Similarly, there are research needs in some technical areas:

  • Specific and sensitive detection methods for exposure assessment of molds, particularly improved non-culture techniques;
  • Methods for rapid and accurate detection of allergens, endotoxins, extracellular polysaccharides, and spores;
  • Techniques for detecting toxins in tissues and specific tissue effects of toxins (both for understanding the mechanisms of action and for routine diagnostic purposes); and
  • Dose-response information to establish safe levels of exposure.

Priority Research Needs for Improving the Health of Workers in Indoor Environments

Jean Cox-Ganser, Ph.D.

National Institute for Occupational Safety and Health, CDC

Dr. Jean Cox-Ganser discussed research needs in the context of occupational indoor environmental issues. About 70% of today’s 89 million workers are employed in non-industrial indoor environments, including schools. Average Health Hazard Evaluation (HHE) requests per year related to indoor air quality issues increased between 1978 and 2002, peaking in 1993–1997 as a consequence of heightened “sick building syndrome” press coverage. HHE requests in schools increased steadily during the same period, as did requests related to asthma health complaints.

Dr. Cox-Ganser discussed results of work from a NIOSH project on building-related asthma in indoor environments. She described an HHE of building-related asthma in a community college conducted in 2000. The college consisted of 40 buildings built in the 1920s, 1970s, and 1990s with 1,200 full-time faculty and staff. A number of the buildings had a history of water incursions, high humidity and mold contamination. The primary aims of the HHE were to obtain semi-quantitative measures of dampness and to determine exposure-response relationships between them and work-related symptoms. The study evaluated 721 rooms for indications of present dampness (moist materials or standing water) and signs of past damage (water stains, visible mold, and mold odor). Staff time spent in various rooms was documented and used together with the semi-quantitative scores to create indices of exposure against which self-reported health symptoms were modeled. There were exposure-response associations between exposure indices and work-related symptoms such as wheezing, chest tightness, shortness of breath, throat irritation, and nasal and sinus symptoms.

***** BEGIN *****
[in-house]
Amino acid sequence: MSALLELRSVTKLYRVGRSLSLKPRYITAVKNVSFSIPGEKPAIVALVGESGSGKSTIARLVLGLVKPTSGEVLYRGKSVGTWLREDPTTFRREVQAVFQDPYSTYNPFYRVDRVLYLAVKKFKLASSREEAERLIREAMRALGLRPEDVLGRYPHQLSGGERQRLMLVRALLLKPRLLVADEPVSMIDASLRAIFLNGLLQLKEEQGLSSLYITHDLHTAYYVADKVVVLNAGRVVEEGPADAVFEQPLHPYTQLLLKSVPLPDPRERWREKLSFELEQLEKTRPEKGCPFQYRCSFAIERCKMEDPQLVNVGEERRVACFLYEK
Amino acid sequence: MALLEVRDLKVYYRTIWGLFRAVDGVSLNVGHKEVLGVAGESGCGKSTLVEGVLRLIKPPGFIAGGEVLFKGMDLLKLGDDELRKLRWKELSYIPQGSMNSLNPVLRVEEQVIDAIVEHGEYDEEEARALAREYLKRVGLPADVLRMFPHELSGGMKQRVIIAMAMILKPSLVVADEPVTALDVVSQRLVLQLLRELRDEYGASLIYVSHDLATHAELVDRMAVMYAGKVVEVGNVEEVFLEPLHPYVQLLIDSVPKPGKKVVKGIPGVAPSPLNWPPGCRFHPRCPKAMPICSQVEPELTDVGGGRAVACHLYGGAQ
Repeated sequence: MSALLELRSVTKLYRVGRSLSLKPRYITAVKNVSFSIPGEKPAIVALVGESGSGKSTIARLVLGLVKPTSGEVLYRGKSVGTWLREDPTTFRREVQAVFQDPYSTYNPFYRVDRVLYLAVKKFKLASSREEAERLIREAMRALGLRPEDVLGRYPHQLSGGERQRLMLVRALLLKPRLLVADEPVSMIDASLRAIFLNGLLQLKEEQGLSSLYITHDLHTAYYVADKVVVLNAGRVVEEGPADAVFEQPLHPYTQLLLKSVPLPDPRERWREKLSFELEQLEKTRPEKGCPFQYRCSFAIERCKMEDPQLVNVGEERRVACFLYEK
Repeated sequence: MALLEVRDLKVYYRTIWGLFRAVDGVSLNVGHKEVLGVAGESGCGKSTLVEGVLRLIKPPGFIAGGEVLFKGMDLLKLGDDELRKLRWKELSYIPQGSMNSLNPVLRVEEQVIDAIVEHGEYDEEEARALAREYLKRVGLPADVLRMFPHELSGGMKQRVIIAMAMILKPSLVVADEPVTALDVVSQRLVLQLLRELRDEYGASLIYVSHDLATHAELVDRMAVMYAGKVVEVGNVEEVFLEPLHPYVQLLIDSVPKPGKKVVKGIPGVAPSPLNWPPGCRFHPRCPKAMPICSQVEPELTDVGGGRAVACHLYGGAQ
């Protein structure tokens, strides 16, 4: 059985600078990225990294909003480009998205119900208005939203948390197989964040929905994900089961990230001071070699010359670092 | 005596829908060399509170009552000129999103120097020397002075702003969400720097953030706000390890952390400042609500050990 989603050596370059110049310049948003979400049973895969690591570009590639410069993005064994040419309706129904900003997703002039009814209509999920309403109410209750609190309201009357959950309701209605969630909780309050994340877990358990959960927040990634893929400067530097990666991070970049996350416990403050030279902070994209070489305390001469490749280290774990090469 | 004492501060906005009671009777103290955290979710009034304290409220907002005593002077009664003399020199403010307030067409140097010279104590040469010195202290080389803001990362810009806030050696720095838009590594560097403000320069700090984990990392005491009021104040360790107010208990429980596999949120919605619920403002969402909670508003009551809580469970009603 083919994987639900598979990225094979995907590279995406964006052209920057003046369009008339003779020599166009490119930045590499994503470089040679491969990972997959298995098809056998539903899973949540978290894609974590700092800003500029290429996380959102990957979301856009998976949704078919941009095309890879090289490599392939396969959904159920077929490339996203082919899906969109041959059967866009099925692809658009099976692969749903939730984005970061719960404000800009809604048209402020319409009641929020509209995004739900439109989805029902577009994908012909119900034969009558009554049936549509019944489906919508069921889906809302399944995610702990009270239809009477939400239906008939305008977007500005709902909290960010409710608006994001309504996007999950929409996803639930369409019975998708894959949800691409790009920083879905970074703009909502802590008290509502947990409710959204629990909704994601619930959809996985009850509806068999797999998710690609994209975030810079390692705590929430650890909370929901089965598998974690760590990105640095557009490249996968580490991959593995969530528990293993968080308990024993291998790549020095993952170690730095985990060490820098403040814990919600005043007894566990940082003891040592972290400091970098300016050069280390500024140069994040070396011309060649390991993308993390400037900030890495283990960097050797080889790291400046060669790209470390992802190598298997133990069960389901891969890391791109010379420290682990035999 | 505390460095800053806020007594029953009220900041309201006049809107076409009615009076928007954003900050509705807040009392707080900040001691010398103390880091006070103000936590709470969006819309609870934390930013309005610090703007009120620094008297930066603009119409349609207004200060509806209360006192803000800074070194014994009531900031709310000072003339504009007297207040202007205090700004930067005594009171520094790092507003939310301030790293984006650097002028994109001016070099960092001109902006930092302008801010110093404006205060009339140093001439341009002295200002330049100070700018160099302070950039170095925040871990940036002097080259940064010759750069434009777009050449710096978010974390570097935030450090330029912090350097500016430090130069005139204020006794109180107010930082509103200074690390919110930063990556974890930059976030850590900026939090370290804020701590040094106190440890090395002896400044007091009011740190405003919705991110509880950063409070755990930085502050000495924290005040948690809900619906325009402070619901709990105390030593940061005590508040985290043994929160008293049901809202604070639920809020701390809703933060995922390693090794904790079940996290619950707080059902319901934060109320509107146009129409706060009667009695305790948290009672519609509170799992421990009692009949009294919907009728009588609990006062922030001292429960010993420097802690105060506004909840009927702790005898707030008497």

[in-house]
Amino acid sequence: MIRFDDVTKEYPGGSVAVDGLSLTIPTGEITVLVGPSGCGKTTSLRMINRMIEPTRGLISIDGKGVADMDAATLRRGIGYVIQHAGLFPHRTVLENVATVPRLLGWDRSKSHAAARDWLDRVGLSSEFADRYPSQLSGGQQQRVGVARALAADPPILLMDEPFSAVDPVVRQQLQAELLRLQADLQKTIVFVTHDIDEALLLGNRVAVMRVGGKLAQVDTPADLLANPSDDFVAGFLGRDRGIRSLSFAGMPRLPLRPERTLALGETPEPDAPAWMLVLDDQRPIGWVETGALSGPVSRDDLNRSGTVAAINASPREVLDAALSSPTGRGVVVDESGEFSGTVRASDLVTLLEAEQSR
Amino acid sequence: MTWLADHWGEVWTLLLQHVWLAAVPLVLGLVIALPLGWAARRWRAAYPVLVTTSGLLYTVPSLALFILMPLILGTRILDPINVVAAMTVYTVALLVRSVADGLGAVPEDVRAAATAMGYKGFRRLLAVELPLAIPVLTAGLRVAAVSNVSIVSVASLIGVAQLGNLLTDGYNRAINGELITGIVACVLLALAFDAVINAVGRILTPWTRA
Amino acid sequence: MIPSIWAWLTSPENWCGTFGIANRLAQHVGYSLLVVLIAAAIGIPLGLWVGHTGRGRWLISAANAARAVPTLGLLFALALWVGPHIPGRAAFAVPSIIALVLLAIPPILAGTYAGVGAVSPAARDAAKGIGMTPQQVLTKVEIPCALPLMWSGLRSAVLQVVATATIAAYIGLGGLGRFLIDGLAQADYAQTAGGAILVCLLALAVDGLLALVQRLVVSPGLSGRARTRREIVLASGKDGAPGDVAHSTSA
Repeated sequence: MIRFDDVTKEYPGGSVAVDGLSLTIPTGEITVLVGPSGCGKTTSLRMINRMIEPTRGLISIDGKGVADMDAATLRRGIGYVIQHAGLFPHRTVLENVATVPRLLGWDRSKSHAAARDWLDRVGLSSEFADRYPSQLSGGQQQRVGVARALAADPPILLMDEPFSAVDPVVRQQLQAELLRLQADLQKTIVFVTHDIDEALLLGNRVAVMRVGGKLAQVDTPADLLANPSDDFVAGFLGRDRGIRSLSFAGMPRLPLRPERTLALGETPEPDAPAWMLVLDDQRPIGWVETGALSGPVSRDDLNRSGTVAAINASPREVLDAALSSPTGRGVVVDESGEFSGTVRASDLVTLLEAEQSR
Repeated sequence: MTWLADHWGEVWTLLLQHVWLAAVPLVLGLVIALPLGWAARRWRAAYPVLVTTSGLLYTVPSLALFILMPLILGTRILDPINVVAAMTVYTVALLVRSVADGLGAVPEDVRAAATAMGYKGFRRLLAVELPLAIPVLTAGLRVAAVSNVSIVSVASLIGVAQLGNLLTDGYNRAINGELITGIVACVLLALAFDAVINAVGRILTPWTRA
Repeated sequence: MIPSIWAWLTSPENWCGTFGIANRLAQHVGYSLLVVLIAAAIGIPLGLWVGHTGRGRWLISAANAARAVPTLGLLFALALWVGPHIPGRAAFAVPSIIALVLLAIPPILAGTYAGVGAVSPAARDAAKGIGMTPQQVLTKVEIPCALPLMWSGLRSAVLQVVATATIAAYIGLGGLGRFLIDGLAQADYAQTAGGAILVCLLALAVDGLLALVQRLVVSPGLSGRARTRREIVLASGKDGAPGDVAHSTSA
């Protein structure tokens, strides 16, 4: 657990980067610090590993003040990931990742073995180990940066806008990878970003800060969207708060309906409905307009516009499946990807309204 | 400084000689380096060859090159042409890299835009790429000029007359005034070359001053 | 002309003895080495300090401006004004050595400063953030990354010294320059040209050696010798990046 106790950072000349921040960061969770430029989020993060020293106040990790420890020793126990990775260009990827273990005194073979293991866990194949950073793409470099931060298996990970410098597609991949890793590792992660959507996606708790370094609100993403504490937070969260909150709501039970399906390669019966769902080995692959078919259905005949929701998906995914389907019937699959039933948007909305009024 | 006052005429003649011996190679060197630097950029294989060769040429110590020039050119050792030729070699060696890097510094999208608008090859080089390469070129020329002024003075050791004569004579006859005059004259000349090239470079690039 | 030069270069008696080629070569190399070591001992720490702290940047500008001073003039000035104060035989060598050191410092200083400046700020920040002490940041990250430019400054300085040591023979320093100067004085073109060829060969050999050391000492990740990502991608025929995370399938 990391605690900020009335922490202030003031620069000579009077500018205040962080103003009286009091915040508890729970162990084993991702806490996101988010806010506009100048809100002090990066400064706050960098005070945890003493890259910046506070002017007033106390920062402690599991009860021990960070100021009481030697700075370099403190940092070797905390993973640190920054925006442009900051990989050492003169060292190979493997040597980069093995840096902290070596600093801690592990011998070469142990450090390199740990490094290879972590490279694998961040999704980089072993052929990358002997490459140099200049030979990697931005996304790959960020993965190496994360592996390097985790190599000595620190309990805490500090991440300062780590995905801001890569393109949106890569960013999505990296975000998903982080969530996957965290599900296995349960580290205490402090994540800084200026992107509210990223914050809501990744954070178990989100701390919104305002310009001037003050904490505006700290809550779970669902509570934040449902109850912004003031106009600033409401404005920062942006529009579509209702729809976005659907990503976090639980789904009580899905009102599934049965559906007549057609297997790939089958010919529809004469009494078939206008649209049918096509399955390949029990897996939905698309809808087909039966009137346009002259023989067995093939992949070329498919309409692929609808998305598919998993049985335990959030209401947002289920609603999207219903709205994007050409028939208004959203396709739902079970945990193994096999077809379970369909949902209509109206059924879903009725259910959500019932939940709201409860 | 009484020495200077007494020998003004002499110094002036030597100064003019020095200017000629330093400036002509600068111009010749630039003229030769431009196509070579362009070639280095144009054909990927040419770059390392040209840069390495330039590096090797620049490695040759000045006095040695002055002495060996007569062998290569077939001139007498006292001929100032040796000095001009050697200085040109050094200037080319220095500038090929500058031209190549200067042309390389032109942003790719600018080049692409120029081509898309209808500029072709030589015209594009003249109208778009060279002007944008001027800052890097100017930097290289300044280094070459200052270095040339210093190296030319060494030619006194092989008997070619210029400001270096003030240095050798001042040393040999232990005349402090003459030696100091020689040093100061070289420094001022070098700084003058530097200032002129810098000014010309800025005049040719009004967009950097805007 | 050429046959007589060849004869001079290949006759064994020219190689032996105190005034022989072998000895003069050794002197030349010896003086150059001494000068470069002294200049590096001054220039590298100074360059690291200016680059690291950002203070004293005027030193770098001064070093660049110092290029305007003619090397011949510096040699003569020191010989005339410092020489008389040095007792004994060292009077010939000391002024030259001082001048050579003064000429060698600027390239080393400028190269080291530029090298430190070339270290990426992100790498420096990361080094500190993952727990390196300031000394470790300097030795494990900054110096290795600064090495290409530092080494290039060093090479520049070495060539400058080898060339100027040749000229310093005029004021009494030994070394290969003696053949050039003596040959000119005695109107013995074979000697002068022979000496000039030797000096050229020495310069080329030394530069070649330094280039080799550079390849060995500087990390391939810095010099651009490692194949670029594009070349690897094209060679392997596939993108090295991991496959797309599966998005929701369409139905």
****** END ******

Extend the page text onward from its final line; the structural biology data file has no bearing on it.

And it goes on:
Another study, performed in a health care facility, compared two hospitals. One of the hospitals had six new-onset asthma cases on a top floor where there was a history of water incursions and evidence of fungal contamination in the walls and ceiling. Symptoms correlated with semi-quantitative indices of water damage and mold, as well as with air particle count, air fungal spore count, and Penicillium/Aspergillus (cultured fungi and extracellular polysaccharide levels) in chair and floor dust. A third study surveyed work-related symptoms and health concerns (asthma, hypersensitivity pneumonitis, and sarcoidosis) for 1,300 people occupying a 20-floor building with a history of water incursions. There were 900 participants in the cross-sectional survey. Results indicated increased prevalence ratios (2.7 to 4.7) for respiratory symptoms compared to an EPA study of United States office workers, and a 7.5-fold increase in asthma incidence density since building occupancy (66 of 103 adult onset asthma cases arose after building occupancy). These increases were reflected in increases for various objective measures of symptoms (such as higher rates of abnormal lung function tests and asthma medication use in symptomatic employees as compared to asymptomatic employees, and increased use of sick leave). Symptom clusters are sometimes ascribed to “disgruntled employees,” but an assessment of job stress and job satisfaction indicated similar levels of satisfaction in the respiratory case group and in asymptomatic comparison workers (87% were very or somewhat satisfied with their job in the respiratory group, 93% in the comparison group) and only a small increase in the percentage of workers who thought they were required to work hard frequently or very often (51% of respiratory cases, 45% of the comparison group).